I remain yours faithfully.

By: Sylvester Udemezue
Udemezue is a contributor

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Law/Judiciary

Appraising Contributions Of Justice Omereji To Rivers State Judiciary

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Honourable Justice George Omereji (rtd) is one judge that needs no introduction in the Rivers State Judiciary where he stood out in the bench like a colossus to dispense justice to all.
Justice Omereji was bold, astute and incorruptible. He was well acquainted with the real nitty-gritty of justice dispensation probably because he had served as a magistrate long before he was appointed a judge of the Rivers State Judiciary.
The legal luminary, who hails from Egbeda in Emohua Local Government Area of Rivers State, exuded an aura of discipline at the bench such that no attorney could go to his court unprepared. He also ensured that lawyers maintained both the dress code and courtroom decorum.
Sir Omereji was always in the news while he served as a judge because of his unwillingness to bend. He asserted himself well and carved out a niche in the annals of judicial officers.
The eminent jurist did not only preside over matters with clinical detachment, he taught lawyers what they ought to do or needed to have done in certain circumstances.
Speaking with The Tide in Port Harcourt on Monday, Blessing Enyie (Esq), noted that Justice Omereji while serving in the bench had established himself as a good judge.
Mr. Enyie, who resides at Elele in Ikwerre Local Government Area of the state, pointed out that the eminent jurist displayed proper judicial temperament, patience, courtesy, open-mindedness and tact as he conducted his trials.
He averred that Justice Omereji expounded the law in a manner that brought peace to parties in a conflict or dispute. 
Sir Omereji once remarked at one of his court sessions thus; “When you see parties disobeying the law, it is their lawyers that have encouraged them to do so. According to him, the ordinary person fears the coercive powers of the court.
He was ready to bring to book any person no matter how highly placed who was in breach of the law. Indeed, some lawyers dreaded to appear before Justice Omereji. 
However, his insistence on propriety and justice belied his benevolence. The legal luminary is a kind man and has touched many who have come in contact with him.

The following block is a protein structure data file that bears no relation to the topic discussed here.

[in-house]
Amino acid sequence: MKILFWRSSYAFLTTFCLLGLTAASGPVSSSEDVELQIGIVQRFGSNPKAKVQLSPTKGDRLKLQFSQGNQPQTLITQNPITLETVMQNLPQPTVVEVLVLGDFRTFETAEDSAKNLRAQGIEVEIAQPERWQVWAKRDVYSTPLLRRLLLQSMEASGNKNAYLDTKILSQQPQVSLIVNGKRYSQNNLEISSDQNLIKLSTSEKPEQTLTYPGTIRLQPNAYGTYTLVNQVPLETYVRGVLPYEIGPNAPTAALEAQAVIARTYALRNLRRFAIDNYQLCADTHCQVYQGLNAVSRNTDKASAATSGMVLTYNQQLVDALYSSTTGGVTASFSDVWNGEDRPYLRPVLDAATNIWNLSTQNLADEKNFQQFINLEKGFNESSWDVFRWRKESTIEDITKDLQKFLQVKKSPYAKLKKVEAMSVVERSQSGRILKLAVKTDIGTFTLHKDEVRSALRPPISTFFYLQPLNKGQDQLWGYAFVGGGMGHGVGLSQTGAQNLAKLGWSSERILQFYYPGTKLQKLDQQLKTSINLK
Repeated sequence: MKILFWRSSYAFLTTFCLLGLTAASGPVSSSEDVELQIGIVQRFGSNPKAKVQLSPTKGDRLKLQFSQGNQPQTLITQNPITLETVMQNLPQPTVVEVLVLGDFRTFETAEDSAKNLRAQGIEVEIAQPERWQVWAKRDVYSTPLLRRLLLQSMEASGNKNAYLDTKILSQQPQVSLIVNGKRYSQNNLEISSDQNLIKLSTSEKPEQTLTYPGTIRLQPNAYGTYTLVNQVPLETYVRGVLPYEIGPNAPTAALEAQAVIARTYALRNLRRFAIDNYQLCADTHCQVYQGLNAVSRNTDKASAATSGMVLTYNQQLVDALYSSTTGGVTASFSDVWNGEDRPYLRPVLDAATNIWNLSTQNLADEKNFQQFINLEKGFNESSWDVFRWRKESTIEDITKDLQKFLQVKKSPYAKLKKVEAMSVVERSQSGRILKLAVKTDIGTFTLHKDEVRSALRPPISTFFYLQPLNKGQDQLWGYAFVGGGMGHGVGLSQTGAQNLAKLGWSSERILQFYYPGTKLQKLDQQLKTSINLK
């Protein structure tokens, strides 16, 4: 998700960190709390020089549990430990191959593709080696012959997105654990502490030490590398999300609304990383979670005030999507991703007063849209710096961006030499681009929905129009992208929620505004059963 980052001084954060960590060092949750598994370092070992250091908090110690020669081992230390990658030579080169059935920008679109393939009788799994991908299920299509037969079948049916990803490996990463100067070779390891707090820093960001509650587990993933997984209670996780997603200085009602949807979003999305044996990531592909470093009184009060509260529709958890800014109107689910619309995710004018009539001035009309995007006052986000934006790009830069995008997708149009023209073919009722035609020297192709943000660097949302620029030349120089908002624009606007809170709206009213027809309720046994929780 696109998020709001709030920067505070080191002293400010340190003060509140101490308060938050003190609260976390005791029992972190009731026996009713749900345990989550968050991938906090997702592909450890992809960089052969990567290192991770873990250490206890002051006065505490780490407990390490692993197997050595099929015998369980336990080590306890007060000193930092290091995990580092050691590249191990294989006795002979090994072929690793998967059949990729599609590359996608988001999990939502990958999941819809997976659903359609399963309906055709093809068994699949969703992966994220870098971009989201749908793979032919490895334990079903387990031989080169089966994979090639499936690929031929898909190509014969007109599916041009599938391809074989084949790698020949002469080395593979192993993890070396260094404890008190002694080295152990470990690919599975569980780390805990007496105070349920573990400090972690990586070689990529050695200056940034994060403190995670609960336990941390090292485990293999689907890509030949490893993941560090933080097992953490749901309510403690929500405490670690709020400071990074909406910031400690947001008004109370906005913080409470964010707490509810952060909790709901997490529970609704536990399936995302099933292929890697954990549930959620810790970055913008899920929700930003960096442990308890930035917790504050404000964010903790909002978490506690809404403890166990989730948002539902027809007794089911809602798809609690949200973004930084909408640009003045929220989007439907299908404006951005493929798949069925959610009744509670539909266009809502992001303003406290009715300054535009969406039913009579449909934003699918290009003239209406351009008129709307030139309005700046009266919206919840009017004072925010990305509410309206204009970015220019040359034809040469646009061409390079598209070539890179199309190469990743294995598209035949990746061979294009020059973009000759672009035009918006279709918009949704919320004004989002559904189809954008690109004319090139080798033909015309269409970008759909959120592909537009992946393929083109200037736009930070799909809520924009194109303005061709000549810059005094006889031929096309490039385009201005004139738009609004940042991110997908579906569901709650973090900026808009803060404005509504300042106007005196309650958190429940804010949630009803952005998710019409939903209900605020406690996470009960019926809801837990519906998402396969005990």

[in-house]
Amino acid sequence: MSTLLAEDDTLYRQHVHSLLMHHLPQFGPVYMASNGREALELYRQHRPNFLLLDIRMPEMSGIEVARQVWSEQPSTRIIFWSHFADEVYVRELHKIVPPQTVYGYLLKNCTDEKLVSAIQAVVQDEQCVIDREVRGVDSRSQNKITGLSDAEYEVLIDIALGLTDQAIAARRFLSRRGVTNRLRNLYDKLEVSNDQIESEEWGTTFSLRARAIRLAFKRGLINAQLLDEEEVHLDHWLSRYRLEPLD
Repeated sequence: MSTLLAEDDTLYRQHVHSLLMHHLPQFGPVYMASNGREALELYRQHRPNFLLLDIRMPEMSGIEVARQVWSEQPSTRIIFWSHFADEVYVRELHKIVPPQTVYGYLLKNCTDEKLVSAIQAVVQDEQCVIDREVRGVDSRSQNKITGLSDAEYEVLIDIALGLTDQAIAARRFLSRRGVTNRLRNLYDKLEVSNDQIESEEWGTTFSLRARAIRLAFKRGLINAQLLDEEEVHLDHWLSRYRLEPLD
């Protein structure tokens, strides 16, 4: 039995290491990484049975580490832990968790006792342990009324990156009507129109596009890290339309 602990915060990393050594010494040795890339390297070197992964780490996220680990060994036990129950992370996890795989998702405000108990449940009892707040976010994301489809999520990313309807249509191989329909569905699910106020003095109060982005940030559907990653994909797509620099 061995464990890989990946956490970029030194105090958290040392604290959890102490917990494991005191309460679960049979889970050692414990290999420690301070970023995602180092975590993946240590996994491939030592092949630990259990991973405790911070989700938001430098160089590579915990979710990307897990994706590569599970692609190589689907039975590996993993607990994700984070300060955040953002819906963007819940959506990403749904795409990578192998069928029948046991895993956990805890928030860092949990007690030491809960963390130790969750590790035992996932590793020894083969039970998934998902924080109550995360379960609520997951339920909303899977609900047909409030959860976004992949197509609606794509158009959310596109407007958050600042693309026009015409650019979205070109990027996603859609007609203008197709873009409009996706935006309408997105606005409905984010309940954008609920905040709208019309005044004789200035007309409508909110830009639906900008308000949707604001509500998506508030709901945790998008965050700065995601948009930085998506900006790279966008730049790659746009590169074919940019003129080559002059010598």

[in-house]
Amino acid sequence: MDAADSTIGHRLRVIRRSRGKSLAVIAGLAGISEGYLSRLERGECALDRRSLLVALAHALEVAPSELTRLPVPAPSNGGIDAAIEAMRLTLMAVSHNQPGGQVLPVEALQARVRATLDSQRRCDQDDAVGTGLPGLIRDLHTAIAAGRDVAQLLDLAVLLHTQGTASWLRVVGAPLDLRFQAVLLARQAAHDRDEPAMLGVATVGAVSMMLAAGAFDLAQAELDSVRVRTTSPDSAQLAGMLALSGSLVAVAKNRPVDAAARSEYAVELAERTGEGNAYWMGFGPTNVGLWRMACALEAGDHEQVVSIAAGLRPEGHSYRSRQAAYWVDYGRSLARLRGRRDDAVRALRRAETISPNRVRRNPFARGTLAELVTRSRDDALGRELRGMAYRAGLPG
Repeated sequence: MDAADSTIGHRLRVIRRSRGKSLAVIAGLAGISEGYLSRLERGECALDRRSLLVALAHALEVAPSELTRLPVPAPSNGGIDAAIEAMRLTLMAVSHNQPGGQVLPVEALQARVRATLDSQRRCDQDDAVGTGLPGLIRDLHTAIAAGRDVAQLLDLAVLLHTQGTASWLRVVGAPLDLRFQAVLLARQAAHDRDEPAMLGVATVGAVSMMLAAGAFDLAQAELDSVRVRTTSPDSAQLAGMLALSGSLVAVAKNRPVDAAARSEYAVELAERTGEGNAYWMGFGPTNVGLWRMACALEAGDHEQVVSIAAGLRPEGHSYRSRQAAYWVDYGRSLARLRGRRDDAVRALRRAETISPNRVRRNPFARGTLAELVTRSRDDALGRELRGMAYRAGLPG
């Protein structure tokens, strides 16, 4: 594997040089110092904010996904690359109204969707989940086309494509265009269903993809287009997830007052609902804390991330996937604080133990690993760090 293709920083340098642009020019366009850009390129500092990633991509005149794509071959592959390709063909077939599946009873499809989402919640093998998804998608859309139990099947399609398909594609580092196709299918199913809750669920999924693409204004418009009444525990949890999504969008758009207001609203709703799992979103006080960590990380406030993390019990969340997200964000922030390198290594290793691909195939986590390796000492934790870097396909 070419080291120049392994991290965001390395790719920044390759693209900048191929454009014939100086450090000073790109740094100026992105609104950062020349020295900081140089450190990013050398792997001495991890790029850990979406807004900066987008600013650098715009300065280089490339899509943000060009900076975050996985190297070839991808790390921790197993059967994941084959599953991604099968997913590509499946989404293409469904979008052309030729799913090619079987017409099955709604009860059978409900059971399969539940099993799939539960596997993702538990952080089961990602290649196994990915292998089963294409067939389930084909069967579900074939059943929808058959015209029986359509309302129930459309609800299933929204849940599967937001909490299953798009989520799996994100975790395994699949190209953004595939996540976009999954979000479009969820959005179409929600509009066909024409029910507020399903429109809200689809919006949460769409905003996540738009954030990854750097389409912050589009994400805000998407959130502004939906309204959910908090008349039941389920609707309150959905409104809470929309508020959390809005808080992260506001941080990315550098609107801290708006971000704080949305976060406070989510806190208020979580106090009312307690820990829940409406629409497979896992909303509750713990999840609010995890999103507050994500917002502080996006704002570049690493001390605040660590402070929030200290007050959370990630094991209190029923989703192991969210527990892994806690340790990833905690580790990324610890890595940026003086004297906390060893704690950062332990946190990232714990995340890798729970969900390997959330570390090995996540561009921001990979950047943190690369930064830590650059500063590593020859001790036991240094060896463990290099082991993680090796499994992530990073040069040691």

Justice Omereji, a graduate of the University of Lagos, was revered while in the bench because of his sagacity, boldness and forthrightness. He treaded where others could not. He so much believes in justice.
Throughout his career in the bench, the eminent, jurist had neither exhibited acts of nepotism nor tribalism little wonder then, that he was chosen as the Chairman of the judicial commission of inquiry to investigate RT. Hon. Chibuike Rotimi’ Amaechi’s administration over the sale of valued assets of Rivers State and other related matters.
At inception, Justice Omereji had assured that the commission would work within the law and grant parties fair hearing. He is a stickler to principles and an avid adherent to the rule of law.
As a fearless judge, he took over the trial of the alleged killers of Soboma George, the ex-agitator, when some other judges had declined to conduct the trial.
He concluded the trial, convicted and sentenced the three persons charged with conspiracy and murder of the ex-agitator, Soboma George and Joy John Ejims, a groundnut seller in Port Harcourt more than 10 years ago.
Justice Omereji had ruled that the three accused persons, Dougbra Ogbe, Emmanuel Gladstone, Bere Matthew, should be hanged on their necks till they are dead for conspiring and killing Soboma George and Joy John Ejims at a football field in Nembe Street in Borokiri area of Port Harcourt on the 24th of August, 2010.
Another landmark judgement delivered by the eminent jurist was the award of N10 million damages against the Divisional Police Officer of Eneka Police Division, Chief Superintendent of Police (CSP) Yahaya Bello -Sam for the violation of the fundamental human rights of a senior lawyer, Afolabi Olabisi.
He held that the police failed to prove that the lawyer committed any crime before he was detained and pointed out that the action of the police was oppressive.
Omereji described the DPO’s action as a flagrant violation of the law and condemned Olabisi’s detention in the same cell with suspected criminals.
There are a plethora of other judgements in which Justice Omereji awarded damages against the state and Federal Government over violation of individuals’ rights.
 During Rt. Hon. Chibuike Rotimi’s administration, he awarded damages against the Rivers State Ministry of Transport for seizure of a truck belonging to a private company.
Justice Omereji is one man who did not mind whose ox was gored, whenever he delivered his judgements so long as justice was served. His lifestyle advocates probity and forthrightness.
He serves justice without fear or favour. He is reputed as one of the boldest judges to have served in the state judiciary. According to him, his mum in blessed memory had taught him how to be bold.